When he spoke of post-totalitarian society, Havel meant communist, not capitalist, society. But as I suggested, he didn’t believe post-capitalist countries were much better.

People are manipulated in ways that are infinitely more subtle and refined than the brutal methods used in the post-totalitarian societies. But this static complex of rigid, conceptually sloppy, and politically pragmatic mass political parties run by professional apparatuses and releasing the citizen from all forms of concrete and personal responsibility; and those complex focuses of capital accumulation engaged in secret manipulations and expansion; the omnipresent dictatorship of consumption, production, advertising, commerce, consumer culture, and all that flood of information: all of it, so often analyzed and described, can only with great difficulty be imagined as the source of humanity’s rediscovery of itself.

He predicted it would take far more for those in democratic countries to wake up to the way the system ideologically co-opted people.

In democratic societies, where the violence done to human beings is not nearly so obvious and cruel, this fundamental revolution in politics has yet to happen, and some things will probably have to get worse there before the urgent need for that revolution is reflected in politics.

I can’t help but think what an appropriate time it was–almost exactly a year to the day after Mohamed Bouazizi’s self-immolation did, world-wide, what the Plastic People of the Universe trial did in 1976: show everything in a different light and set off the potential disintegration of the system. And, too, Havel died as the US government finally set in motion Bradley Manning’s trial, one that like that trial in 1976 may well have a predictable outcome that nevertheless will damage the legitimacy of the government.

Havel lived to see oligarchy ascending into power in the developed world. And he lived to see the nearly worldwide reaction against globalized oligarchy–a global moment akin to the events of 1968 and 1989 that Havel played such a key role in. This moment, it seems, was an appropriate time for Havel to pass on the torch of dissidence.

29 replies
  1. MadDog says:

    Havel’s analysis seems to be saying that here in the democratic West, “this fundamental revolution in politics” won’t occur until “Occupy Wall Street” becomes “Occupy Main Street”.

    How far we have to fall, or conversely, how far we have to climb for this to happen is anybody’s guess, but rest assured, the journey is underway.

  2. emptywheel says:

    @MadDog: I don’t know whether he’s commented much on events of the last year (and remember he served the Neocons’ ends in recent years). But I’m not sure he’d go that far. Rather, I think the financial collapse may be demonstrating the urgent need for change he spoke about.

  3. emptywheel says:

    One thing that I noted on twitter but not in this piece btw: a close scholar of Havel’s (who himself passed away some time ago) once described to me being brought to DC by the CIA as communism was collapsing. They didn’t even know, really, what Havel was about and wanted to know from this scholar and a few others what leaders might arise in the stead.

    I’ve always been fascinated by that. Remember, we did a lot to empower dissidents in Eastern Block with things like RAdio Free Europe. I’ve long puzzled about how I compare that to our intervention in places like Georgia and Iran.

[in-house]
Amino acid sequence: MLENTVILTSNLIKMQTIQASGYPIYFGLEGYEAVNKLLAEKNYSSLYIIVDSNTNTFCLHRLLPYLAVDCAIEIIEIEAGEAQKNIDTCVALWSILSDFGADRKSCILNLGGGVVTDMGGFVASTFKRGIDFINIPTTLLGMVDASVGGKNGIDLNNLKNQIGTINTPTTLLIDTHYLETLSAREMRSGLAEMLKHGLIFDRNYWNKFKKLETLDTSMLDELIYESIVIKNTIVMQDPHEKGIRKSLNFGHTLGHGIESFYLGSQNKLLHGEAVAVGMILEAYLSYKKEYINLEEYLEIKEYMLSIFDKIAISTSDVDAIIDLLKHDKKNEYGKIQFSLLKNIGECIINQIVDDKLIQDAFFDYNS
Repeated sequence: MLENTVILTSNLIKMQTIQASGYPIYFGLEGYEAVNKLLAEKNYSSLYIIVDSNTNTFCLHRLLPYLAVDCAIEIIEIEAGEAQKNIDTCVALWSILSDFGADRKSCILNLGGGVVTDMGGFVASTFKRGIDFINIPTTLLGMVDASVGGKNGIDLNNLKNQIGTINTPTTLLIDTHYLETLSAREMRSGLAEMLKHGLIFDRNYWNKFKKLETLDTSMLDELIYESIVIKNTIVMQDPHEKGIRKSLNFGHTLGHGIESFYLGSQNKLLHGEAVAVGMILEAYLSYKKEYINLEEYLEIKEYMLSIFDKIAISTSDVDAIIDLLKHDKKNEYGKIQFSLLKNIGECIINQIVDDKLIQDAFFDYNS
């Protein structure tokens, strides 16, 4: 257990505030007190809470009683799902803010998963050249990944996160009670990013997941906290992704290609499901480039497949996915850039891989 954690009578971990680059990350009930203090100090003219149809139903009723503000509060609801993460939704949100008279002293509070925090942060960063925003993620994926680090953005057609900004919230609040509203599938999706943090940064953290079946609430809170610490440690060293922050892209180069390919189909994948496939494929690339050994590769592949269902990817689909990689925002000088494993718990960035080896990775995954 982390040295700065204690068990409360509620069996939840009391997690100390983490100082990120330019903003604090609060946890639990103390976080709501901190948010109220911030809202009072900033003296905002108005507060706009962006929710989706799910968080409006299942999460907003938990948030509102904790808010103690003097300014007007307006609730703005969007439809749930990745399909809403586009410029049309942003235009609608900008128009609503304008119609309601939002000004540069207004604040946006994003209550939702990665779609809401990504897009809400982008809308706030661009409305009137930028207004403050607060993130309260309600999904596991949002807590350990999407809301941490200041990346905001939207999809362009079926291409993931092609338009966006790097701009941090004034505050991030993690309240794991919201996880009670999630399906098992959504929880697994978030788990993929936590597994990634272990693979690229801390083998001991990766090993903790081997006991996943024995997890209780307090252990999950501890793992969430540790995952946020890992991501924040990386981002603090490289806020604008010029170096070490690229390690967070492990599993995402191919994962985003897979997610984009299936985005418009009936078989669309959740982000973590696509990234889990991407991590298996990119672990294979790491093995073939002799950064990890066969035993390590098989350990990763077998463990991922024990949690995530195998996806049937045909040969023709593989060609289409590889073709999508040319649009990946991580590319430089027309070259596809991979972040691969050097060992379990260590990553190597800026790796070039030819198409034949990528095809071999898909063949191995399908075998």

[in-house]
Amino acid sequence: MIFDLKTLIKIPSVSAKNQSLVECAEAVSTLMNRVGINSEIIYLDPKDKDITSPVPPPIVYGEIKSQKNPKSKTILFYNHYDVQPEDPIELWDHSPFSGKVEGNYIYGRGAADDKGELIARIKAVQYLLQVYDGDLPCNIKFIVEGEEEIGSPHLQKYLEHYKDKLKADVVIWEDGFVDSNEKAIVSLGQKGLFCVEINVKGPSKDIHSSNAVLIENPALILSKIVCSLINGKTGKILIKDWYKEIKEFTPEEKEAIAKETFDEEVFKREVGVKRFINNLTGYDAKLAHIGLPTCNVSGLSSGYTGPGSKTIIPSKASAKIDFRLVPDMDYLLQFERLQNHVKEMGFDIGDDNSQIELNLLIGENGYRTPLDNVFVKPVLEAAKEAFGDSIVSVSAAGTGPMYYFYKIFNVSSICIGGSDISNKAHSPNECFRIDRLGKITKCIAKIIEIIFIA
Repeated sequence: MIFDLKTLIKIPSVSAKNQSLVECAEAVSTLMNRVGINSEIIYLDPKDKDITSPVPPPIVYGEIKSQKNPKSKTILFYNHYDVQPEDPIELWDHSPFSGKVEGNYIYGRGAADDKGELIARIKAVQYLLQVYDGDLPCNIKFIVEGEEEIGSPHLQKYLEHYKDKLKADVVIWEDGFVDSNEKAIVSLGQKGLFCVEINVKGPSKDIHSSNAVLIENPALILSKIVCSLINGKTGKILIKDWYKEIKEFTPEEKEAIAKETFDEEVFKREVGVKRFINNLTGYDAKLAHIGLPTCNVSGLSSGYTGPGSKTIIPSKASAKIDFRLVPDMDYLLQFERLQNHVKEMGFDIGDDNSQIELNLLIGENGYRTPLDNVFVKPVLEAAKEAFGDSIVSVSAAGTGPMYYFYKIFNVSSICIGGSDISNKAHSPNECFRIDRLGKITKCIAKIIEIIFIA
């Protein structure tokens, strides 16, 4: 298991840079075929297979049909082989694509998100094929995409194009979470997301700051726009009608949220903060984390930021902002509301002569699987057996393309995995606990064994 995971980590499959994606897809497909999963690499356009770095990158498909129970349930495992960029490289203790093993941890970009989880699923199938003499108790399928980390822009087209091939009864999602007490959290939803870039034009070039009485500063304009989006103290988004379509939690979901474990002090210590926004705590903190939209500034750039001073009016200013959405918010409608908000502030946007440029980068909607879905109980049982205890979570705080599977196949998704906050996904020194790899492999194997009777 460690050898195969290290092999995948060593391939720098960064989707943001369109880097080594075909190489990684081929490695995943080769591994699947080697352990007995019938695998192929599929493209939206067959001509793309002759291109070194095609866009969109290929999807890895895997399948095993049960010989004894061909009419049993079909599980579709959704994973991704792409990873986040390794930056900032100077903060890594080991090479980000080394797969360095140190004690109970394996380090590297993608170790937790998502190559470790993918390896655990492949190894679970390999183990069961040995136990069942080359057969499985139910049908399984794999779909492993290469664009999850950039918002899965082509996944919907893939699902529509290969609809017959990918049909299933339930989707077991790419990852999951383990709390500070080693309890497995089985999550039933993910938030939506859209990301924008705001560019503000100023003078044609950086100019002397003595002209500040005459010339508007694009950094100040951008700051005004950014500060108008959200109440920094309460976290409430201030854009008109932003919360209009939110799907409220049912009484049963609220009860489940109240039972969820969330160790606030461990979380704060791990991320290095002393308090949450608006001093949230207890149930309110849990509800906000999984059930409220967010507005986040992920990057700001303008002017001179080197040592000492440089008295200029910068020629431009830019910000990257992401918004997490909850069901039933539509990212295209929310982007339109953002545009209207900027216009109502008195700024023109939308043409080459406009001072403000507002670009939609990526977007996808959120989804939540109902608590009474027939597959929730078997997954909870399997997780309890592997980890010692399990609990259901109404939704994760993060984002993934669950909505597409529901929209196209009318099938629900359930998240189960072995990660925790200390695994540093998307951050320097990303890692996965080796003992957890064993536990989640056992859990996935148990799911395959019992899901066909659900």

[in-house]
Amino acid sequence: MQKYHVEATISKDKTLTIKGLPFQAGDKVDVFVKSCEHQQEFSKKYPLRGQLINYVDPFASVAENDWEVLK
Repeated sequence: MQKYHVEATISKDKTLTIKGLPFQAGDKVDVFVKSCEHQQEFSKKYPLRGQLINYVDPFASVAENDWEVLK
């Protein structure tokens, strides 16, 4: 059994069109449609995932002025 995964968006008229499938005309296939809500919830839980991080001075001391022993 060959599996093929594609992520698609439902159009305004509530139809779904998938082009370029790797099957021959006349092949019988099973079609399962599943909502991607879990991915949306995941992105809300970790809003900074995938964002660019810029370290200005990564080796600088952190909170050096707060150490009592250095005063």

That, to me, may be a signature of where our intervention turns from noble into corrupt: whether we know of, or pre-picked the winners, of the movement. That’s why I like seeing our pre-Tahrir interactions with the April 6 movement in Egypt. We knew of them, made sure their YouTubes didn’t get taken down. But we totally refused to believe they might succeed.

  4. phred says:

    I like your point on the timing of Manning’s hearing. Nonetheless what strikes me most about it is its proximity to Christmas and the fact they started on a Friday and are running straight through the weekend. Seems to me the government is doing its best to keep the hearing out of the public eye — or at least hope people are too busy shopping, baking, and wrapping to notice.

  5. allan says:

    From David Remmick’s 2003 New Yorker profile of Havel:

    After the revolution, he continued, “we were babes in the woods, and so I went to the West for help.” Officials from MI6 and the C.I.A. helped the Czechs rebuild the security system, ridding it, above all, of its function as a private police and army force for the government.

    You have to wonder how much that influence affected Havel’s decision to back the invasion of Iraq.

  6. posaune says:

    Thank you so much EW for marking his passing. One year I read Letters to Olga, one letter per day. It was the most fruitful thing I did that year because it made me think, think deeply.

  7. rosalind says:

    @phred: Kevin Gosztola, doing the FDL liveblog at Manning’s hearing, tweeted today:

    “Good amount of US media has no interest in #Manning hearing. Media #s way down today. Foreign media represented though”

    The US Trad Med covered the first day but now evidently are all off doing their Holiday shopping. Priorities.

  8. MadDog says:

    @emptywheel: Well, if he won’t/didn’t, I will. So there! *g*

    Seriously, the connection of Havel’s analysis to an “Occupy Main Street” was all mine. Your Havel quote here seems to expand the envelope beyond just the oligarchs playing with OPM in their casino: